Steele Chairs RNC; Don't Call it Affirmative Action

Republicans can be a funny bunch. They're against affirmative action, but they always seem to be able to find people of color to fill a slot just when they're most needed.

After Thurgood Marshall stepped down from the Supreme Court, President Bush (the first) was luckily able to find Clarence Thomas right there at the top of the waiting list to replace him. When Barack Obama looked like he would sail into his Senate seat in 2004, Republicans airlifted in Alan Keyes to run against him.

And now that the nation overwhelmingly voted Obama into the White House, the Republican National Committee has elected its first black American — Michael Steele — as its chairman.

The RNC held what was perhaps its least diverse national convention ever in 2008. The knee-jerk reaction to Steele's election might be to label the move as a desperate affirmative action-type response to Obama, the shifting demographics of America and, as Senate Republican leader Mitch McConnell says, the potential that Republicans will become nothing but a regional party.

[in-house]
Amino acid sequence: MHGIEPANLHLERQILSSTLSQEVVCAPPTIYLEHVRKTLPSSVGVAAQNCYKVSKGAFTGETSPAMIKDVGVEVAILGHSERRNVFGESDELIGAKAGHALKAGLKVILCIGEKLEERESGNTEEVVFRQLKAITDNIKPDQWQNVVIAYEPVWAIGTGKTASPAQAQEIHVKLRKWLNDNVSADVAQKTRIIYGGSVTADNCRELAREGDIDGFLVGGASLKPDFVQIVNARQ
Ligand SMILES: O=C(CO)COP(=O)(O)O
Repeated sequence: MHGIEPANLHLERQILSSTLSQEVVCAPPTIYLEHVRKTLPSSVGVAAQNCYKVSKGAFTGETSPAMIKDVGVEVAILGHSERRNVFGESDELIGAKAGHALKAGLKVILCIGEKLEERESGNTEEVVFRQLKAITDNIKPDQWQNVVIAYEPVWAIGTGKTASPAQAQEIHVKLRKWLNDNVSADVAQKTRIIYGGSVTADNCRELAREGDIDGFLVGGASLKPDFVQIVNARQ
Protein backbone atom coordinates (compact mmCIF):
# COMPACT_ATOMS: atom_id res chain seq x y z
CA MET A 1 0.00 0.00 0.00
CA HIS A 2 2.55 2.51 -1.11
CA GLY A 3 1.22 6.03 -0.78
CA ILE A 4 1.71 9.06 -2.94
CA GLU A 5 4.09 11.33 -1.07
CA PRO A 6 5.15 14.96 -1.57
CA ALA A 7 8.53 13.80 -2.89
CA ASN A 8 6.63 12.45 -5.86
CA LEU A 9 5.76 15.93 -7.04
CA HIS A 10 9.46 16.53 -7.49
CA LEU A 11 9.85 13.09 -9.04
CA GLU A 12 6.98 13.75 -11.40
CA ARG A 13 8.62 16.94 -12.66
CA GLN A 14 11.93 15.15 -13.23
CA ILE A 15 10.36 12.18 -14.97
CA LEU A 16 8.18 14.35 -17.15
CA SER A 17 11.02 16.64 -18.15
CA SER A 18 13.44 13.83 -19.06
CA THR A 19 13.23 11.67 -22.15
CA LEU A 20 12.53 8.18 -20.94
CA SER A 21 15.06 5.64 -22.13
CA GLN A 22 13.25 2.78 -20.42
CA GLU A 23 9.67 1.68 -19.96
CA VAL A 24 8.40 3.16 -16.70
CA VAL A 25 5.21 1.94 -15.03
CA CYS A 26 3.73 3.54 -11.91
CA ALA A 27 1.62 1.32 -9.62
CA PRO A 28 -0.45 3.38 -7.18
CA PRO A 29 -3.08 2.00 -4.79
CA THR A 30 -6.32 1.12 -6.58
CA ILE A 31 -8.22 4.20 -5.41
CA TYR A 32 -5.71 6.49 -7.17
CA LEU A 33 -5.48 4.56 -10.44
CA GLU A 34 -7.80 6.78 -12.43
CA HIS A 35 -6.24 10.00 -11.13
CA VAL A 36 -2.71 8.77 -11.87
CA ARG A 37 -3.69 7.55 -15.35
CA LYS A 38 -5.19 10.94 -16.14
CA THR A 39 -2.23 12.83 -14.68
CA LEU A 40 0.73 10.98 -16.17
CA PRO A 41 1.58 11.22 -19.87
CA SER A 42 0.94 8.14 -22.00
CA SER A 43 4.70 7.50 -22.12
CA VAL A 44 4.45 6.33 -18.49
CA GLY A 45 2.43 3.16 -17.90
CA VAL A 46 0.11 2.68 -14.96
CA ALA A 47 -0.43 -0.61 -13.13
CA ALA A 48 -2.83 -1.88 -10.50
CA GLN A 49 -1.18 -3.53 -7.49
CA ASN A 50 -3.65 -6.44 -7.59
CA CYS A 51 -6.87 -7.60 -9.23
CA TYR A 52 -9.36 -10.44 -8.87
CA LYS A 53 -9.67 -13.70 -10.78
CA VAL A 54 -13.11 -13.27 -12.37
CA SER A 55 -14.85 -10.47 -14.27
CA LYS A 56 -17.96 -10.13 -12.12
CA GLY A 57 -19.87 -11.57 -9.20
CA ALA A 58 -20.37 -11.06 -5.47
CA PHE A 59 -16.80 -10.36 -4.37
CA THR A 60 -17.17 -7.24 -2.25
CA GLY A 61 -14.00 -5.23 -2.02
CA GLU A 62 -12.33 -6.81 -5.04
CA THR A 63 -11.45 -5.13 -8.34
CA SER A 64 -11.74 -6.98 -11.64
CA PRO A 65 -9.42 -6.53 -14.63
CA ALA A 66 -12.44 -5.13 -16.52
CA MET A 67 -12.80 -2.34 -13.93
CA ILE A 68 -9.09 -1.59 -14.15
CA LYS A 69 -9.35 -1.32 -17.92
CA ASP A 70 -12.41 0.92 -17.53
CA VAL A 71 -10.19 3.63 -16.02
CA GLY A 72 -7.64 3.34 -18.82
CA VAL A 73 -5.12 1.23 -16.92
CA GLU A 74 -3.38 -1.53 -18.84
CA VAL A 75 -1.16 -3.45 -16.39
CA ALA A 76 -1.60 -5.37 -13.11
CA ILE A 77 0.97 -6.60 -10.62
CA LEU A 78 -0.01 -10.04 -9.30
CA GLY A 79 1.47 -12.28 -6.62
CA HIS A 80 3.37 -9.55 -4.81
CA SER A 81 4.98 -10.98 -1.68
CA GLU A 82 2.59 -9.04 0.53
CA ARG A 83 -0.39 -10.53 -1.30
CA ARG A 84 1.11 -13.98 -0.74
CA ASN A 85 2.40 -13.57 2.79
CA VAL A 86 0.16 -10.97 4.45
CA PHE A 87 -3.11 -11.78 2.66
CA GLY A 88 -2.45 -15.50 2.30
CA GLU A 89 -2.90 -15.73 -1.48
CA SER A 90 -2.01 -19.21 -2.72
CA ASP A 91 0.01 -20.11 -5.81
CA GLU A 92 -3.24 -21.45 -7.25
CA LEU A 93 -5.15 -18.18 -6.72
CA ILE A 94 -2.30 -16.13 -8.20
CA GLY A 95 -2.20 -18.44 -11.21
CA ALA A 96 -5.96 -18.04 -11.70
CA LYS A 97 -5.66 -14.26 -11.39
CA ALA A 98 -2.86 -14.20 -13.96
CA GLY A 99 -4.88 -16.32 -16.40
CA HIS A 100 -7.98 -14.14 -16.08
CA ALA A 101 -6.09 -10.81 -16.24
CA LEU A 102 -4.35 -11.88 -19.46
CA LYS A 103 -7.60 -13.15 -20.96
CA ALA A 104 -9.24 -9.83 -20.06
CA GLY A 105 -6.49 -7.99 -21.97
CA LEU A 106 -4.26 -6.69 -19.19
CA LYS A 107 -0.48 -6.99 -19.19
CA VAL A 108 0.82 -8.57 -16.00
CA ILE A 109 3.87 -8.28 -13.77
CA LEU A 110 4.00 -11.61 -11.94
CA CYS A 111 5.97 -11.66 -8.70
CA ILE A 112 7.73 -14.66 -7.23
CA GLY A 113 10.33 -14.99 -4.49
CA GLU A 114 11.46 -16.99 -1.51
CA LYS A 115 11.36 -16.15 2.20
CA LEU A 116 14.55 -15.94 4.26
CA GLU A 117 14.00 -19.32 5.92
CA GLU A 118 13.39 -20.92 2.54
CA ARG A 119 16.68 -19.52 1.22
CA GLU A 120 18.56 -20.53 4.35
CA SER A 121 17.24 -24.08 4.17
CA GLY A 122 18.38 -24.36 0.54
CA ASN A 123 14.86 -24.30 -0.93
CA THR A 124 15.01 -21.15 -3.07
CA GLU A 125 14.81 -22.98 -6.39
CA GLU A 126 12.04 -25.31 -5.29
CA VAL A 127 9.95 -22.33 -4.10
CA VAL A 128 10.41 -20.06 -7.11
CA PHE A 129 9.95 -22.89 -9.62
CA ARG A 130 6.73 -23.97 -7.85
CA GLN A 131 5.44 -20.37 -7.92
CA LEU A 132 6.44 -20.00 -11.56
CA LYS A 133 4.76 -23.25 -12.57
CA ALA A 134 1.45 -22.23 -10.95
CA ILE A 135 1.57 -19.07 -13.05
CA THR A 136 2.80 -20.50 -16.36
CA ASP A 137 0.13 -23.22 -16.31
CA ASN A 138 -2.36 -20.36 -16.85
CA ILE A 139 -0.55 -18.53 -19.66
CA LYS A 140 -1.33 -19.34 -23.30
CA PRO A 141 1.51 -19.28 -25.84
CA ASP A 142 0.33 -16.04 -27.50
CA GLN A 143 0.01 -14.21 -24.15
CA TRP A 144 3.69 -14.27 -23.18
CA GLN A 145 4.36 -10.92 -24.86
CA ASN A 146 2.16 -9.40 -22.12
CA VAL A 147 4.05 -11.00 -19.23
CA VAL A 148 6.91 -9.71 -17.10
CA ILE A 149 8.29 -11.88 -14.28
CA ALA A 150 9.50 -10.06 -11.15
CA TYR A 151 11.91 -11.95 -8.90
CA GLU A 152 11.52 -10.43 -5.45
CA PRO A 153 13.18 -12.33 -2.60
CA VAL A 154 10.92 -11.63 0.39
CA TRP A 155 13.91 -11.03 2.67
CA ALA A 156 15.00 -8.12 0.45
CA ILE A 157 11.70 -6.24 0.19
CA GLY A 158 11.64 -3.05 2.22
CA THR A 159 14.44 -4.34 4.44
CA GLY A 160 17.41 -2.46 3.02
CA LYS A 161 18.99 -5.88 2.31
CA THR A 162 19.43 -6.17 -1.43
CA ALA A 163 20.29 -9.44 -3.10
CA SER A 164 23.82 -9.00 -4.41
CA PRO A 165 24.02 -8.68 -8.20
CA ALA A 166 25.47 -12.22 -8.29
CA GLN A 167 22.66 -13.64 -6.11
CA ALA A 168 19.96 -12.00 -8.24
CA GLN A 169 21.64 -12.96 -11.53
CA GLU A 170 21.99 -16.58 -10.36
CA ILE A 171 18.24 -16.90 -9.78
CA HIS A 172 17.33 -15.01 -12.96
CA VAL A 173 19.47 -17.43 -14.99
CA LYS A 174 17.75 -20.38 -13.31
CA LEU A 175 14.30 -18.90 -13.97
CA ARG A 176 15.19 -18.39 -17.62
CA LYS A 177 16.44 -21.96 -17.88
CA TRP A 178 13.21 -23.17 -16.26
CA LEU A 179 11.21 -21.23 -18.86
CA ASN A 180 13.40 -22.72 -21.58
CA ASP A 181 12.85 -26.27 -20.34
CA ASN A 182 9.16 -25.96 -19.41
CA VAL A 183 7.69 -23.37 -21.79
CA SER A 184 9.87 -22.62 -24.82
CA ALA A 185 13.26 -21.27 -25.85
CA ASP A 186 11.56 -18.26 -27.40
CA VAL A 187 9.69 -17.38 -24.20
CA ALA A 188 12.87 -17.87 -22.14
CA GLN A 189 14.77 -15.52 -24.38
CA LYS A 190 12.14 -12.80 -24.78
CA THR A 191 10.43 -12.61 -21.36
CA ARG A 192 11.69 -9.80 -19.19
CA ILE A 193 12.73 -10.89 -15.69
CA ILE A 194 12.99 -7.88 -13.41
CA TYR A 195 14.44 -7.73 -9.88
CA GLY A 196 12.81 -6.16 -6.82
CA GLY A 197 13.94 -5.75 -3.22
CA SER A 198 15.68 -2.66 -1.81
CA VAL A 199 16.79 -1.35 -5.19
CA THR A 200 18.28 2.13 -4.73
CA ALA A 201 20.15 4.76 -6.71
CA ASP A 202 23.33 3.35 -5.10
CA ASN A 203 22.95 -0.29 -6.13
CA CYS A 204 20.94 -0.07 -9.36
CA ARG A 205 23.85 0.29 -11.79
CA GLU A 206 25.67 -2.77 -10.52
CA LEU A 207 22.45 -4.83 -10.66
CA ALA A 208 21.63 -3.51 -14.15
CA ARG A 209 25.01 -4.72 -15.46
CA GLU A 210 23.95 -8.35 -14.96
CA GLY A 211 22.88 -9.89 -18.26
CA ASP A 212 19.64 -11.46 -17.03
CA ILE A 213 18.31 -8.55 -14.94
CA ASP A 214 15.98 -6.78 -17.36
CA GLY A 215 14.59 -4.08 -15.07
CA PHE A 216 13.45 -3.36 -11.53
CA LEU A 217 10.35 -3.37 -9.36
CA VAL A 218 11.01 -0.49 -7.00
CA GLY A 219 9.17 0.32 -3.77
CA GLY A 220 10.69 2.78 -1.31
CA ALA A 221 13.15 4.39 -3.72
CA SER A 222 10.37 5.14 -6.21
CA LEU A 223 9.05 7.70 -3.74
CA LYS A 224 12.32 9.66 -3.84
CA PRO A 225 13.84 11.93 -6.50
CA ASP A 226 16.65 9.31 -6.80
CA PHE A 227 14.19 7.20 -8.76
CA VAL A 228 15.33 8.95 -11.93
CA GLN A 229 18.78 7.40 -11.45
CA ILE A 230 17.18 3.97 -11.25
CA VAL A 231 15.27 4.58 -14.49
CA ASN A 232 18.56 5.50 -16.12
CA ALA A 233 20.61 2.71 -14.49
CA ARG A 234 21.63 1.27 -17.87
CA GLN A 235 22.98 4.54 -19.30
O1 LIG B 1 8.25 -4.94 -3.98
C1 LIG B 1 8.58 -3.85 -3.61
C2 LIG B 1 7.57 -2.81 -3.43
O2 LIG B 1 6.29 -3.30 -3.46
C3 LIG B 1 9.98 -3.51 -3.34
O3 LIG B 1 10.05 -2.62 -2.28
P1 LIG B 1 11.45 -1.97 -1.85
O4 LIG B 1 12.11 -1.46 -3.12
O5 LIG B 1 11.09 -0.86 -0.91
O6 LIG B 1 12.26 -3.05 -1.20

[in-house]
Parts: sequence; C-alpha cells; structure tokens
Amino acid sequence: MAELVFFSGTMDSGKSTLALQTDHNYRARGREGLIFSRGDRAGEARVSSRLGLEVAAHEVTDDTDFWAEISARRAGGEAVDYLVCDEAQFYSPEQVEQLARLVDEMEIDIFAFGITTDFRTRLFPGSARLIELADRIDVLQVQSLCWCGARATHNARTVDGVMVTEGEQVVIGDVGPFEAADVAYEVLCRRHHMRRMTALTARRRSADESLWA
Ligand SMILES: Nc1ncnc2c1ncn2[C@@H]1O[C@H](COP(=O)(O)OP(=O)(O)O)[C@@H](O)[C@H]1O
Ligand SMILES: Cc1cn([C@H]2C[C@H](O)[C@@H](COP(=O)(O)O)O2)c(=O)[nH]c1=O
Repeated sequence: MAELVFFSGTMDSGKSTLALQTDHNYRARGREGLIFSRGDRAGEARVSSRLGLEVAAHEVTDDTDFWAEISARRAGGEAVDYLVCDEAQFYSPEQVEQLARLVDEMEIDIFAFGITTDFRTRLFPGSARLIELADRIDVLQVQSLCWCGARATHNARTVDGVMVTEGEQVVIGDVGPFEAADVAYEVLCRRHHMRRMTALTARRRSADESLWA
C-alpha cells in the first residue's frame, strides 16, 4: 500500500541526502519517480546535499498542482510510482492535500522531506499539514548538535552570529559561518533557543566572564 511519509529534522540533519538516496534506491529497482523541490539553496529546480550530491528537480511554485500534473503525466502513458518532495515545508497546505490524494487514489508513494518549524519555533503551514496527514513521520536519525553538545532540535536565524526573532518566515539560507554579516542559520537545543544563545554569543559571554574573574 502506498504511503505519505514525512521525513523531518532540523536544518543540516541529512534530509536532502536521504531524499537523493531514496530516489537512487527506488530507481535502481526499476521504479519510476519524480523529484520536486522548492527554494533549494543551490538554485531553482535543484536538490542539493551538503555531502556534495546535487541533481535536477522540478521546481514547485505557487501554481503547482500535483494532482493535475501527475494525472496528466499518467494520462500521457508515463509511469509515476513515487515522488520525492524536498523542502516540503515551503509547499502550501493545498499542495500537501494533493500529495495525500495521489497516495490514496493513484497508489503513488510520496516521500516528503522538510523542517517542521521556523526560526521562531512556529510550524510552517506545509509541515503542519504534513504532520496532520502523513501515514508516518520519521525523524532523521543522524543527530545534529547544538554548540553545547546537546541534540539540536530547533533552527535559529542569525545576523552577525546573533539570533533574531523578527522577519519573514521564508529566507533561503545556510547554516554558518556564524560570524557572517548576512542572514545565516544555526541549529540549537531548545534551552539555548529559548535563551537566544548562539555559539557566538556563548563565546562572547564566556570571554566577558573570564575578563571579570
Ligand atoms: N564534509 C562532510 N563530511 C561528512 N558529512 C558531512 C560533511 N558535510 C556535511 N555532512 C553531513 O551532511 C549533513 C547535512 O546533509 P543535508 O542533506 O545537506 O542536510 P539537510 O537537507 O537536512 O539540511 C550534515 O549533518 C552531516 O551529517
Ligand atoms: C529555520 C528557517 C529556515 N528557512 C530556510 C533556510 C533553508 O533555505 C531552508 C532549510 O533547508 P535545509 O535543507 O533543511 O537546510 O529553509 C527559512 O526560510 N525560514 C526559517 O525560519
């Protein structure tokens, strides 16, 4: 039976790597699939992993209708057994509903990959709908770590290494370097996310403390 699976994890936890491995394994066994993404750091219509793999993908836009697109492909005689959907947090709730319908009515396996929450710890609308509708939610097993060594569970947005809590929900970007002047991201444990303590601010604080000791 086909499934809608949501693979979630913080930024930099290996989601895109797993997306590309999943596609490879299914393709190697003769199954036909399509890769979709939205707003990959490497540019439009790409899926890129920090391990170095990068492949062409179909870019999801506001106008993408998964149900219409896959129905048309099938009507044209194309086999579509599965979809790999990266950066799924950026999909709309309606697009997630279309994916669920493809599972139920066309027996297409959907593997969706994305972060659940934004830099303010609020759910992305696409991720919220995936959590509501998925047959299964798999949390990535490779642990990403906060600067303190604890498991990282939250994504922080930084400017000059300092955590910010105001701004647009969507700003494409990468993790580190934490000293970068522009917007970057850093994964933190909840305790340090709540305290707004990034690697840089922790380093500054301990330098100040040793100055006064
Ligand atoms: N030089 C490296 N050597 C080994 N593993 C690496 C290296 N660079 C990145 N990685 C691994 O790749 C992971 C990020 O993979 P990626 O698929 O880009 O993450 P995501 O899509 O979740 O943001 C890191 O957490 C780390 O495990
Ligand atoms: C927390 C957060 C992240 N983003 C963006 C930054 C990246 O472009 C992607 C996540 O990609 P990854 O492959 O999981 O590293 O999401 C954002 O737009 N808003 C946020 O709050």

Steele took the chair only after six hours and six different ballots, and he fairly squeaked by in a 91-77 vote. Squeaked by, it should be noted, a runner-up — Katon Dawson — who until recently belonged to a whites-only country club.

Where do you find a whites-only club in 2009? That isn't the GOP, that is. (For the record, it's the Forest Lake Country Club in Columbia, S.C.)

To be fair, Steele is probably one of the most centrist GOPers the GOP could find to run their show. The Economist sums up his resume this way: "Handsome, moderate, the grandson of a sharecropper and the only candidate who doesn't own a gun, he looks good on television even to non-Republicans."

He'll need to.

As a reminder, this historic event took place after potential RNC chair candidate Chip Saltsman brightened everybody's holidays by sending out CD stocking stuffers that included the not-at-all-offensive ditty "Barack the Magic Negro."

Good luck to Mr. Steele in rehabbing the GOP's image.



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